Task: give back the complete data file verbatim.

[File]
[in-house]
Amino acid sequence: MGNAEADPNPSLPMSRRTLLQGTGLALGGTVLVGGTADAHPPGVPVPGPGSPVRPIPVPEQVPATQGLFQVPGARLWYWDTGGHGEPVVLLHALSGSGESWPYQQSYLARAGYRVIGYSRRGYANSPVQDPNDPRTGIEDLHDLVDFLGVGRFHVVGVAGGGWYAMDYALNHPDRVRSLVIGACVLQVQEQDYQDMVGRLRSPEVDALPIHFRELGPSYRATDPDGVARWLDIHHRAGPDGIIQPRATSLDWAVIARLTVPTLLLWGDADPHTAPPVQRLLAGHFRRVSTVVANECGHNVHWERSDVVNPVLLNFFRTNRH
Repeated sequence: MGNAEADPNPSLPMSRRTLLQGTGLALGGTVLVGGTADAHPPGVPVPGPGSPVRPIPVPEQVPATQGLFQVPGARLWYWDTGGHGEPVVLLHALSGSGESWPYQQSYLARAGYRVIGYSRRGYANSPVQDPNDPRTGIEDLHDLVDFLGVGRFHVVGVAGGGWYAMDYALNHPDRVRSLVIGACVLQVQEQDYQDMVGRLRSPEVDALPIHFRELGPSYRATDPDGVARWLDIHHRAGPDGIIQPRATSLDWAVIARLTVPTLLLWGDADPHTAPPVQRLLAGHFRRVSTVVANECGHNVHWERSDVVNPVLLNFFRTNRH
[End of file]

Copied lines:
[in-house]
Amino acid sequence: MGNAEADPNPSLPMSRRTLLQGTGLALGGTVLVGGTADAHPPGVPVPGPGSPVRPIPVPEQVPATQGLFQVPGARLWYWDTGGHGEPVVLLHALSGSGESWPYQQSYLARAGYRVIGYSRRGYANSPVQDPNDPRTGIEDLHDLVDFLGVGRFHVVGVAGGGWYAMDYALNHPDRVRSLVIGACVLQVQEQDYQDMVGRLRSPEVDALPIHFRELGPSYRATDPDGVARWLDIHHRAGPDGIIQPRATSLDWAVIARLTVPTLLLWGDADPHTAPPVQRLLAGHFRRVSTVVANECGHNVHWERSDVVNPVLLNFFRTNRH
Repeated sequence: MGNAEADPNPSLPMSRRTLLQGTGLALGGTVLVGGTADAHPPGVPVPGPGSPVRPIPVPEQVPATQGLFQVPGARLWYWDTGGHGEPVVLLHALSGSGESWPYQQSYLARAGYRVIGYSRRGYANSPVQDPNDPRTGIEDLHDLVDFLGVGRFHVVGVAGGGWYAMDYALNHPDRVRSLVIGACVLQVQEQDYQDMVGRLRSPEVDALPIHFRELGPSYRATDPDGVARWLDIHHRAGPDGIIQPRATSLDWAVIARLTVPTLLLWGDADPHTAPPVQRLLAGHFRRVSTVVANECGHNVHWERSDVVNPVLLNFFRTNRH